Manchester becomes home to a formal partnership to boost educational outcomes for thousands of school children and young people by harnessing the creative talents of inspirational artists, actors, writers and other culture professionals.

With a mission to instil a love of exploration and acquisition of knowledge, Manchester Cultural Education Partnership launches on Monday 9 March 2020 to unite teachers, pupils and leading cultural organisations to ‘add magic’ to lessons in everything from science to history, as well as increasing creative opportunities out of school.

Commitments from partners including Manchester City Council, Young Manchester, The Whitworth, Z-arts and schools such as Abraham Moss Community School in Crumpsall, Chorlton High School and Lancasterian School in West Didsbury, have been made after a series of successful pilot projects in the city.

The new Partnership formalises the ambitions of the schools, youth and play and arts sectors to embed creativity in their curriculums after children and teachers reported it had improved happiness, problem-solving, motivation and confidence following artist-led learning. In a statement of intent, the Partnership’s launch week will see a further thirteen projects take place, including Claremont Primary School’s science lesson being taught at The Whitworth art gallery by staff, artists and scientists from The University of Manchester, including use of the gallery’s current wallpaper exhibition. Students from St Wilfrid’s RC Primary School in Hulme will explore medieval history through the medium of dance in the company of performers from Z-arts.

Other school groups will explore curriculum themes outside the classroom with Manchester Museum, music and education charity, Brighter Sound, Castlefield Gallery and Manchester Art Gallery.

Cllr Luthfur Rahman, Executive Member for Skills, Culture and Leisure at Manchester City Council explains the Partnership:

“Looking to the future, it’s accepted that creativity will help our children to access jobs and excel in the workplace, but while they are still young, encounters with creatives and new ways of thinking can accelerate their understanding of academic themes, link subjects together and enhance essential wellbeing. Manchester Cultural Education Partnership is the first time that Manchester, a city that’s home to so many internationally-renowned cultural organisations and events, has formalised a city-wide commitment to working in this way.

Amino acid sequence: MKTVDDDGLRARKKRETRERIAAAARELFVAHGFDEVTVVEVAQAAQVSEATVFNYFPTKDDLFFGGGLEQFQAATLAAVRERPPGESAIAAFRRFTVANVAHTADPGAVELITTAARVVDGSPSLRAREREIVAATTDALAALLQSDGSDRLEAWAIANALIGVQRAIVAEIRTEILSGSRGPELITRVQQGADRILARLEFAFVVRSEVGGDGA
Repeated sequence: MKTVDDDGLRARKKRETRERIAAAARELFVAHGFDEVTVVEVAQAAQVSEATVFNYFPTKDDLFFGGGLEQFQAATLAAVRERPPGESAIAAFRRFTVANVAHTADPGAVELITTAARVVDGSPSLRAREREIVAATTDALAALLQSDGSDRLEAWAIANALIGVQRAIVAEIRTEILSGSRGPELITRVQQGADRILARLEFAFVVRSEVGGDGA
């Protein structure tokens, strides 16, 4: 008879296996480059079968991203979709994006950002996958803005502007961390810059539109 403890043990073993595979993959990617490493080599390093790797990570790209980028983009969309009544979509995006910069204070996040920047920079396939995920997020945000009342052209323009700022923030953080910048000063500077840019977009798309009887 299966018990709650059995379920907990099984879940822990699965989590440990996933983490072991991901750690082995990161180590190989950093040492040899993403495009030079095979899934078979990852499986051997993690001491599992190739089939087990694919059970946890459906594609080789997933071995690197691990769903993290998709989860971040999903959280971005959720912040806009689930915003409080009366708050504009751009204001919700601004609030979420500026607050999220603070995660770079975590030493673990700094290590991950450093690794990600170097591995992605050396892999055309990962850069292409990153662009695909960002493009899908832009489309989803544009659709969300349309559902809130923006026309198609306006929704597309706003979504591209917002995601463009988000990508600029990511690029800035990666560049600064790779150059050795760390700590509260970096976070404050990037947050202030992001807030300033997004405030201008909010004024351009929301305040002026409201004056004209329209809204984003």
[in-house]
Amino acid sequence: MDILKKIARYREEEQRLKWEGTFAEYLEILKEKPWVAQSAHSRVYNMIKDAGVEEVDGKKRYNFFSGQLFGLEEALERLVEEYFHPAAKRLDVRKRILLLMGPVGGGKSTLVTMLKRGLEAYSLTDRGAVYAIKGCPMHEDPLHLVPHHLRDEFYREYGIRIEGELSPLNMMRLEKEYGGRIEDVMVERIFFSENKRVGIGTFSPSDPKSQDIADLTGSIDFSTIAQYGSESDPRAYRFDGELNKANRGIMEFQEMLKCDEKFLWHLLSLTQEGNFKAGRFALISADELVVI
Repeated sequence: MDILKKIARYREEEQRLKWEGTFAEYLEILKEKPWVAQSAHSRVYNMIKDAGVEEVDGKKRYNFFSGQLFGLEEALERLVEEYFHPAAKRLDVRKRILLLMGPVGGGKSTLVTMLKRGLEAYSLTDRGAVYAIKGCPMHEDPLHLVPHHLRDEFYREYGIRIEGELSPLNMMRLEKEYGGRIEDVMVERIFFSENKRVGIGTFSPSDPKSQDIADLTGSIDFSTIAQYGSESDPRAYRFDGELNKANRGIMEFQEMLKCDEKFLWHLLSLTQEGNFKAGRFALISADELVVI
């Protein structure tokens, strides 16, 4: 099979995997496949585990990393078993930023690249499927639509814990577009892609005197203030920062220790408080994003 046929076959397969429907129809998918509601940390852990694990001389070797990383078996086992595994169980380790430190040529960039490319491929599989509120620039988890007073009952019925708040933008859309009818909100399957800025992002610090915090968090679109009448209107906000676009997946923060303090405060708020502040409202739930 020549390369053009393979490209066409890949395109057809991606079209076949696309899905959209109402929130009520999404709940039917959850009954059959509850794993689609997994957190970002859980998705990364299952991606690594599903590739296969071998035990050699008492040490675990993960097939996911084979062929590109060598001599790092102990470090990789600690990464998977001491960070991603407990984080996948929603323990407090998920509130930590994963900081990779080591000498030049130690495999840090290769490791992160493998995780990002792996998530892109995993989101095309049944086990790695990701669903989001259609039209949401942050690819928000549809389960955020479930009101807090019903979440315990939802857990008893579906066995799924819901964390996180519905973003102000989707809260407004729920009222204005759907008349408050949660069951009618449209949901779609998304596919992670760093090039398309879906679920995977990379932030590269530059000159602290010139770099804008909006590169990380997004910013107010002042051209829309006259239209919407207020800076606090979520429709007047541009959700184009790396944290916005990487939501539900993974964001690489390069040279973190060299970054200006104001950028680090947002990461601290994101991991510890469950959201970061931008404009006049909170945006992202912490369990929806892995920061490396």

“The Partnership is informed by teachers, front-line professionals who see how creativity makes a difference in a climate of narrowing, purely academic subject matter and focus on rigorous testing. They see the need for a shared strategy, led by Manchester as a city of relentless innovation, that will ensure that developing children’s cultural capital is embedded in the schools system. Our cultural partners are recognised leaders in their fields, both in work that attracts international audiences and enhances our local communities, putting the Partnership in a remarkable starting position.”

Alistair Hudson, Director of Manchester Art Gallery and The Whitworth, partners in the Manchester Cultural Education Partnership, says:

“The Manchester Cultural Education Partnership offers us a chance to totally rethink the way we embrace culture as a city and as a society. This is not just about how more young people in education participate in the arts, but about how the arts participate in the education of all young people. After all, the choice is not whether young people have culture or not, but what kind of culture they want for the future. The Partnership is a chance for us to shape that together.”

In 2019, OFSTED announced that the inspection framework for UK schools would include the development of ‘cultural capital’ and since setting the Cultural Education Challenge in 2015, Arts Council England and the Department of Education have called for the art, culture and education sectors to work together in offering a consistent and high-quality art and cultural education for all children and young people. Published in January 2020, the Arts Council’s new 10-year strategy, Let’s Create, pledged to focus once more on ensuring that children and young people are able to ‘fulfil their creative potential and access the highest quality experiences where they live, where they go to school and where they spend their free time.’


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